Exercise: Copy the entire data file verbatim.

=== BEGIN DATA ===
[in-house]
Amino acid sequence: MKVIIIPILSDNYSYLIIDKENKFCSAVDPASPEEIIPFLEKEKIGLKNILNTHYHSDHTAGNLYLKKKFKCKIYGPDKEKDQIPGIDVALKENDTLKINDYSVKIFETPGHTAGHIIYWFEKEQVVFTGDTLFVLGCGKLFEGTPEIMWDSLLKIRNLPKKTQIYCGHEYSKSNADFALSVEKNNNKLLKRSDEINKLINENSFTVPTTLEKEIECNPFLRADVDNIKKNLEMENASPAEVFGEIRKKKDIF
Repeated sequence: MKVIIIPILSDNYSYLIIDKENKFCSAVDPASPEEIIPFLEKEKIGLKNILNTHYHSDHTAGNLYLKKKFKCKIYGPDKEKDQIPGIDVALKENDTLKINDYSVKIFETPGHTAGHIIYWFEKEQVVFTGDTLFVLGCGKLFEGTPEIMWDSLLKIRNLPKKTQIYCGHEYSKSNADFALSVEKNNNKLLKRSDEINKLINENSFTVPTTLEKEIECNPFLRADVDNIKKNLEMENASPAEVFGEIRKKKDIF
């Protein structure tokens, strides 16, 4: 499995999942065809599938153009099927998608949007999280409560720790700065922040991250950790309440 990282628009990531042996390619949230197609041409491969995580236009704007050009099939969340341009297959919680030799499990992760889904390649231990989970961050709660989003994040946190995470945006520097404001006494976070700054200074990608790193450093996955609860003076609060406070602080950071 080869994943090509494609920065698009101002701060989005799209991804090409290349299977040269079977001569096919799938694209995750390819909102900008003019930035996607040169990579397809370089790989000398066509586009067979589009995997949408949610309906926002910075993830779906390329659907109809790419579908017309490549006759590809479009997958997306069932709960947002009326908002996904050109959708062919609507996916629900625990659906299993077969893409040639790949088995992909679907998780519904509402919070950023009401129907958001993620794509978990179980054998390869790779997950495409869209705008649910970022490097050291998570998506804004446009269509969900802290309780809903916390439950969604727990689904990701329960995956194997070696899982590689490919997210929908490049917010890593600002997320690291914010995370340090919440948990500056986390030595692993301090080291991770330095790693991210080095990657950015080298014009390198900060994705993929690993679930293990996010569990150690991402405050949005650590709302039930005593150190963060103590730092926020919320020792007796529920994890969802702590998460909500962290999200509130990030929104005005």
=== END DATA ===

[in-house]
Amino acid sequence: MKVIIIPILSDNYSYLIIDKENKFCSAVDPASPEEIIPFLEKEKIGLKNILNTHYHSDHTAGNLYLKKKFKCKIYGPDKEKDQIPGIDVALKENDTLKINDYSVKIFETPGHTAGHIIYWFEKEQVVFTGDTLFVLGCGKLFEGTPEIMWDSLLKIRNLPKKTQIYCGHEYSKSNADFALSVEKNNNKLLKRSDEINKLINENSFTVPTTLEKEIECNPFLRADVDNIKKNLEMENASPAEVFGEIRKKKDIF
Repeated sequence: MKVIIIPILSDNYSYLIIDKENKFCSAVDPASPEEIIPFLEKEKIGLKNILNTHYHSDHTAGNLYLKKKFKCKIYGPDKEKDQIPGIDVALKENDTLKINDYSVKIFETPGHTAGHIIYWFEKEQVVFTGDTLFVLGCGKLFEGTPEIMWDSLLKIRNLPKKTQIYCGHEYSKSNADFALSVEKNNNKLLKRSDEINKLINENSFTVPTTLEKEIECNPFLRADVDNIKKNLEMENASPAEVFGEIRKKKDIF
């Protein structure tokens, strides 16, 4: 499995999942065809599938153009099927998608949007999280409560720790700065922040991250950790309440 990282628009990531042996390619949230197609041409491969995580236009704007050009099939969340341009297959919680030799499990992760889904390649231990989970961050709660989003994040946190995470945006520097404001006494976070700054200074990608790193450093996955609860003076609060406070602080950071 080869994943090509494609920065698009101002701060989005799209991804090409290349299977040269079977001569096919799938694209995750390819909102900008003019930035996607040169990579397809370089790989000398066509586009067979589009995997949408949610309906926002910075993830779906390329659907109809790419579908017309490549006759590809479009997958997306069932709960947002009326908002996904050109959708062919609507996916629900625990659906299993077969893409040639790949088995992909679907998780519904509402919070950023009401129907958001993620794509978990179980054998390869790779997950495409869209705008649910970022490097050291998570998506804004446009269509969900802290309780809903916390439950969604727990689904990701329960995956194997070696899982590689490919997210929908490049917010890593600002997320690291914010995370340090919440948990500056986390030595692993301090080291991770330095790693991210080095990657950015080298014009390198900060994705993929690993679930293990996010569990150690991402405050949005650590709302039930005593150190963060103590730092926020919320020792007796529920994890969802702590998460909500962290999200509130990030929104005005």